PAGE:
In Brazil, people commonly use the phrase “Não há de quê.”
Alternatively, you can say: “Não seja por isso.”
This phrase has no literal translation. But it conveys the same purpose as expressions like: “Think nothing of it!” and “You have nothing to thank me for!” However, you might realize its pronunciation is a bit more challenging due to the nasal sound of the word “não.”
In this case, “Disponha” is a formal way to say: “You’re welcome” in Portuguese. You can translate it into the English sentence: “At your disposal.” It conveys the sense that you are glad to be of assistance. Adding “sempre” at the end shifts the phrase to: “Always at your disposal.”
What if you want to thank the person back? In that case, you can say: “Obrigado eu!” (Thankyou!). Like in English, you should emphasize the last word (“eu”) to show that you’re the thankful one.
If you’re speaking only of yourself, you’ll say: “Obrigado/a eu,” as in: “I’m the one who is thankful.” However, if you answer for more people, you should use: “Obrigado/a nós.” If you’re feeling brave, you can also say: “Eu é que agradeço”
or “Nós é que agradecemos!”
which bear the same meaning.
You Are Welcomein Portuguese from Brazil
Throughout this post, you’ve come to know example sentences spoken in Brazil, such as “Por nada,” “Não foi nada,” and “Não há de quê.” However, now you’ll discover two words that belong only to the Brazilian language.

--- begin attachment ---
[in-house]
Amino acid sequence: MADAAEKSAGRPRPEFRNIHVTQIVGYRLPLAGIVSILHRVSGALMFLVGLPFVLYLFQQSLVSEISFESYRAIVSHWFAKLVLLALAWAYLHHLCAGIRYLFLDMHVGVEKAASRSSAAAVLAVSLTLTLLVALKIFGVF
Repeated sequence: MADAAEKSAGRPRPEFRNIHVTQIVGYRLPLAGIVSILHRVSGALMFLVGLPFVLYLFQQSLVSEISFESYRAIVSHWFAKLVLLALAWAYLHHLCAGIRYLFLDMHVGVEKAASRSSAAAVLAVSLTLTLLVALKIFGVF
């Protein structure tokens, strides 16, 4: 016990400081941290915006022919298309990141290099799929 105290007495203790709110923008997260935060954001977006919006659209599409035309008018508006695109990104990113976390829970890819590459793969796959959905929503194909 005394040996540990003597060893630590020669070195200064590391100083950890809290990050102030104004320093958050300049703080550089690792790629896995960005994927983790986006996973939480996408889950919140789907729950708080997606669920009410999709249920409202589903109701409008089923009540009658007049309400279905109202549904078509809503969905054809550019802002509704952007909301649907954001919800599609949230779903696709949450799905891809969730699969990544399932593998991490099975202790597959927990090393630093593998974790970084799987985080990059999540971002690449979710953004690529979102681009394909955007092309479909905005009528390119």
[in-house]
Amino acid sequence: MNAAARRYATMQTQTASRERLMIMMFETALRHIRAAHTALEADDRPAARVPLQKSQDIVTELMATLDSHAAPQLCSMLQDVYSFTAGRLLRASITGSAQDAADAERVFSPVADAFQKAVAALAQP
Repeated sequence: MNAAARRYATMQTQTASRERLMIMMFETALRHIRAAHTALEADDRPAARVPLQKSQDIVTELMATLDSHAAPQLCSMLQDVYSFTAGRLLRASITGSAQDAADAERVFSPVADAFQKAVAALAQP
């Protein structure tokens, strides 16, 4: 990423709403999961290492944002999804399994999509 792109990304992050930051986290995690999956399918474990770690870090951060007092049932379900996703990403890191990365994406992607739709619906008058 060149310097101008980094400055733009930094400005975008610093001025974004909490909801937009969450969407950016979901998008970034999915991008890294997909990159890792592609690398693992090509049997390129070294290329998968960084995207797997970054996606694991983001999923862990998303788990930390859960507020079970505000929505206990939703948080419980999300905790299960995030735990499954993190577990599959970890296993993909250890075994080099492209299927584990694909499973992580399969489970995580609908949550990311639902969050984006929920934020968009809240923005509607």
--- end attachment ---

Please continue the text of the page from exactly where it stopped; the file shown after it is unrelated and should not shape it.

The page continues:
“Valeu” is an informal way for Brazilians to say thank you. It is short for “Valeu a pena” (It was worth it). However, you can also use it to say goodbye, replace okay, or say “You are welcome” in Portuguese from Brazil. It’s most common among young people and rarely used in its written form.
“Imagina” is a word you can apply to almost any setting to reply to “Thank you.” It is neither very formal nor too informal and is a way to discard the debt associated with “Obrigado/a.” It literally means “Imagine,” as in “Imagine that! You’re not indebted to me at all!”
A Quick Note on “Welcome to” in Portuguese
In English, you might use the word: “Welcome” if you are answering someone who thanked you. But you can also say it when you are actually welcoming someone into a space or setting. In Portuguese, that does not apply.
Instead, in both Portugal and Brazil, you’ll hear “Bem-vindo.”
Add the verb “ser” (To be) conjugated in its Present Subjunctive form to make up the expression “Seja bem-vindo“
for a man or “Seja bem-vinda”
for a woman.
In this case, the gender of the word adapts to that of the person you’re talking to. You’ll also say “Sejam bem-vindos”
to a group with mixed genders or men only and “Sejam bem-vindas”
for parties of women.
Conclusion: SayYou’re Welcomein Portuguese Like a True Native
In this article, we’ve explored the polite expressions you can utilize to reply to “Obrigado/a” in Portugal and Brazil. If you want to learn their proper pronunciation check out our video:10 ways to say “You’re Welcome in European Portuguese.”
What was your favorite way to say “You’re welcome” in Portuguese? And which one will you use next? Let us know in the comments!
At Portuguese With Carla, we offer an interactive course to help you speak Portuguese from Portugal. We’ll guide you through engaging Portuguese lessons as you explore our beautiful language and love every minute of it. Find out more and sign up forThe Journey!
Besides, if you’re visiting Portugal soon, don’t miss out onThe 17 Best European Portuguese Phrases to Know if You’re Visiting Portugal in 2023. You can also share this and other posts to help your friends or family learn Portuguese and say “You are welcome” like natives do.